I have $30K in credit card debt. I earn $70K a year. Should I file for bankruptcy?

STATEN ISLAND, N.Y. — Many people will find themselves in debt at some point in their lives.

And it doesn’t matter whether you lost your job or it’s medical bills that have piled up, when you don’t have the money to pay your debt, collectors will track you down. But when deciding whether to file for bankruptcy, there are a lot of factors to consider.

For this reason, we sought advice from Karra L. Kingston, a bankruptcy lawyer on Staten Island and in New Jersey, who has helped hundreds of people get out of debt.

Question: I have 30K in credit card debt. I earn 70K a year. Should I file for bankruptcy?

Kingston: “Filing for bankruptcy is a difficult decision to make, but it can be the most effective way to take control of your finances and make a fresh start. Bankruptcy laws were established to help people who are struggling with debt to find a way out of their financial difficulties.

When deciding whether to file for bankruptcy, you need to assess your financial situation, including whether you have enough money to repay your debts, and whether your monthly expenses are greater than your income. If you find that you cannot make a dent in your debt, bankruptcy might be the best option. Unfortunately, many people put off filing for bankruptcy, which only leads to their debt increasing over time. By filing for bankruptcy, you can hit the reset button on your finances and start putting away savings.

It’s worth noting that bankruptcy does not necessarily mean you will have bad credit forever. Many people find that within two years of filing, they can rebuild their credit score. For example, if you have $30,000 in debt and your monthly payments aren’t making a significant impact due to high interest rates, filing for bankruptcy may be the best course of action.”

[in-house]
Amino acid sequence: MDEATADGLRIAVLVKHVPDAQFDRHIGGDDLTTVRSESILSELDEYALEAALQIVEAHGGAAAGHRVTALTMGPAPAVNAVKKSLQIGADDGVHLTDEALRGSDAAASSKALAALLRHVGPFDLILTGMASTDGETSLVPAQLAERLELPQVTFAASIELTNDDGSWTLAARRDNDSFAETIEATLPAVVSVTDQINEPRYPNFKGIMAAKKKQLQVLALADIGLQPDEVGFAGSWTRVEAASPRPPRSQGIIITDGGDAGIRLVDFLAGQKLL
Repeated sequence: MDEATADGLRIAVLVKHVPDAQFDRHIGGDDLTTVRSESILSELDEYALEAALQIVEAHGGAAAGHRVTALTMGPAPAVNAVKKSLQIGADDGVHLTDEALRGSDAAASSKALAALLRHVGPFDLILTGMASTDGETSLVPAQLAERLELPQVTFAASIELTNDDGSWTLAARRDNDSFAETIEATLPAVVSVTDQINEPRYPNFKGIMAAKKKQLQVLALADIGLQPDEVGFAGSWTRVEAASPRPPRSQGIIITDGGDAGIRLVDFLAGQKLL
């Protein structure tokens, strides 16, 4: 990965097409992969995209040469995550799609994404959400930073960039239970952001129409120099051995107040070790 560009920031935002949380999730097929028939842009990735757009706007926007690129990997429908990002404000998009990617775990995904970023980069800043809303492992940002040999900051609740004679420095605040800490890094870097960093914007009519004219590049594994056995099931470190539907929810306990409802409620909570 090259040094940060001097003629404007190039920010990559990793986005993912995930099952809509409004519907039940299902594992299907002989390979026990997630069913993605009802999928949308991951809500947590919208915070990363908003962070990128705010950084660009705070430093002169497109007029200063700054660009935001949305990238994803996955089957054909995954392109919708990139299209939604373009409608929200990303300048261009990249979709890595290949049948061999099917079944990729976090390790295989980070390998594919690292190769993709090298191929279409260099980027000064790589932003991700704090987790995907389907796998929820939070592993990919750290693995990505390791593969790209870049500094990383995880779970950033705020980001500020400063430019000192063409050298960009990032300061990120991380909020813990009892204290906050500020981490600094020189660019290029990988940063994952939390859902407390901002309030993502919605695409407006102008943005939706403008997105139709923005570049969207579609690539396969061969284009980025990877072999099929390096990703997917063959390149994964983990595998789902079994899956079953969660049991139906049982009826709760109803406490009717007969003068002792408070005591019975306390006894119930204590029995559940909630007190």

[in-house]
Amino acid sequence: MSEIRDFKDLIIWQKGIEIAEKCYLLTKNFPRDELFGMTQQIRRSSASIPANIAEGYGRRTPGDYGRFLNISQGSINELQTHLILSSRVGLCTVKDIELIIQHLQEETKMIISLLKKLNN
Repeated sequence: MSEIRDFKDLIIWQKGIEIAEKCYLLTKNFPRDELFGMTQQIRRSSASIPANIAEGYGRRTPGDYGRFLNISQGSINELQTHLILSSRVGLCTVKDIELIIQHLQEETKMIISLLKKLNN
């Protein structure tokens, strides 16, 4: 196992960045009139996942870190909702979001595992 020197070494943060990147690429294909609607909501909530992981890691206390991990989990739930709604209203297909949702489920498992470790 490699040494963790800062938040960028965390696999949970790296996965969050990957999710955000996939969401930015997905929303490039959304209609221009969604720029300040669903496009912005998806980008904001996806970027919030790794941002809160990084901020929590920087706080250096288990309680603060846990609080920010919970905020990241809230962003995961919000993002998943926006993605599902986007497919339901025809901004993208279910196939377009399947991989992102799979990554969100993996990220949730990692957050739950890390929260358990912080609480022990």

Question: What are the pros and cons of filing for bankruptcy?

Kingston: “Bankruptcy laws exist to offer people a fresh start, even if the initial interest rates may be higher. Despite this, potential bankruptcy filers should not be discouraged. In fact, many people who file for bankruptcy can obtain credit cards and car loans almost immediately after receiving their discharge. Mortgage applications, however, have different waiting periods, ranging from two years from the date of bankruptcy discharge for first-time buyers to four years for conventional loans.

Bankruptcy provides a lifeline for those facing wage garnishments, foreclosures, bank levies and judgments. Upon filing for bankruptcy, an automatic stay is put in place, halting all collection activities against the filer.

While bankruptcy can eliminate many debts, not all debts are dischargeable. Common debts that can be discharged include credit card debts, personal loans, certain tax debts, medical debts and some student loans. However, back pay in child support, criminal fines and most student loans are not dischargeable.

Furthermore, some assume that filing for bankruptcy will ruin their credit score indefinitely. However, for some, the elimination of debt can actually result in a higher credit score due to lower credit utilization. It’s worth noting that bankruptcy stays on a credit report for 7-10 years, depending on the type of bankruptcy filed.

Most people can keep their property when they file for bankruptcy by using various exemptions. However, not everything is exempt, so it’s important to consult with a lawyer to ensure that your property is protected if you decide to file for bankruptcy.”

If you have a financial question you’d like answered, please send to [email protected] and we’ll find the right expert to answer your question.


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